By Jennifer Lilonsky ( | First Posted: Apr 11, 2013 11:16 AM EDT

(Photo : Amazon)

Mexico Barbie comes with a pet Chihuahua and a passport and is described as "being dressed for a fabulous fiesta in her vibrant dress with ruffles, lace and brightly colored ribbon accent," according to the toymaker Mattel Inc.'s site.

The controversial doll is an addition to the "Dolls of the World" collection that represents other nations like Chile, Holland, China and France.

And even though all of the dolls in the collection come with a passport, many feel that the inclusion of such a document is insensitive considering the state of immigration policies in the United States.

"It sounds to me like Mattel took some shortcuts," said Jason Ruiz, an American studies professor at Notre Dame University.

"The bright pink ribbons? A Chihuahua? That kind of stuff is so easy to use."

Ruiz added that Mexican Americans are often portrayed as colorful and lively people and said that they are "tired of being seen as merely colorful."

And even though Ruiz pointed out that the passport did not offend him, he said that he could understand why others would be upset.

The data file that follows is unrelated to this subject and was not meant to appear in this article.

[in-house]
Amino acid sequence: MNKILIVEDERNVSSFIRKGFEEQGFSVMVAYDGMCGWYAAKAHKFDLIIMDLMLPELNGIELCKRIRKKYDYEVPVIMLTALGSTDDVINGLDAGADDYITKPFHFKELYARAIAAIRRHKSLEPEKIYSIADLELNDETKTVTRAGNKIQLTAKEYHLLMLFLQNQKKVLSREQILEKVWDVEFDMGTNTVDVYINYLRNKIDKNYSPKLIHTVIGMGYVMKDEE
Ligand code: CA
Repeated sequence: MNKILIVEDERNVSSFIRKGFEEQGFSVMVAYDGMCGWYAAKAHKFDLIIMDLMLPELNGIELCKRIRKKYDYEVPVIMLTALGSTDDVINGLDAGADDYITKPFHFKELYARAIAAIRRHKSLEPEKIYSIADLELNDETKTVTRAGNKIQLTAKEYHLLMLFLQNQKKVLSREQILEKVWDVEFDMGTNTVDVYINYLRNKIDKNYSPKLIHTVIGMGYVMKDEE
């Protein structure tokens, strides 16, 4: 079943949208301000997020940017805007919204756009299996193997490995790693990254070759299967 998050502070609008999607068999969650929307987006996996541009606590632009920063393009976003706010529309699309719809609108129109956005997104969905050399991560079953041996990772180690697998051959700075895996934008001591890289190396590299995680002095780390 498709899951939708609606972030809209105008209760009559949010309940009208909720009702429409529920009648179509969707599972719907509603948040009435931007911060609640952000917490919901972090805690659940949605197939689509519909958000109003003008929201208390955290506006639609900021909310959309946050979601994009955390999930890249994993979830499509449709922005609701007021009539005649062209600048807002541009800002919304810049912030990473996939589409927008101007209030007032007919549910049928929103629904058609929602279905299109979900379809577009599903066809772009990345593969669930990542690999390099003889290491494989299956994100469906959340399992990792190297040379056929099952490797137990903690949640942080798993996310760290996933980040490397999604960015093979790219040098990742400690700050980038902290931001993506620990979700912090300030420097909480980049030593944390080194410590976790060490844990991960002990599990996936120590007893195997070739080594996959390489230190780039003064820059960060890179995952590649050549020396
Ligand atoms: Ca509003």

"It is a point of contention and great sensitivity for people of Mexican origin, especially Mexican immigrants," Ruiz said.

"Papers decide everything for immigrants from Mexico."

And staff writer for the online publication MamásLatinas, Claudya Martinez, told that she was offended by the passport inclusion in the Barbie set.

"I think a lot of people would like to pretend that there is no more racism and that people are not facing barriers because of their background or their culture," she said.

"If you happen to be one of the cultures who is continuously bombarded with stereotypes, it's hard not to notice that the progress you thought had been made has been taken for granted."

But Mattel spokeswoman Stefani Yocky responded the criticism today in a statement.

"Our goal with the Dolls of the World Mexico Barbie, as well as the entire Dolls of the World Collection, is to celebrate cultural differences and tradition, introducing girls to the world through play," she said.


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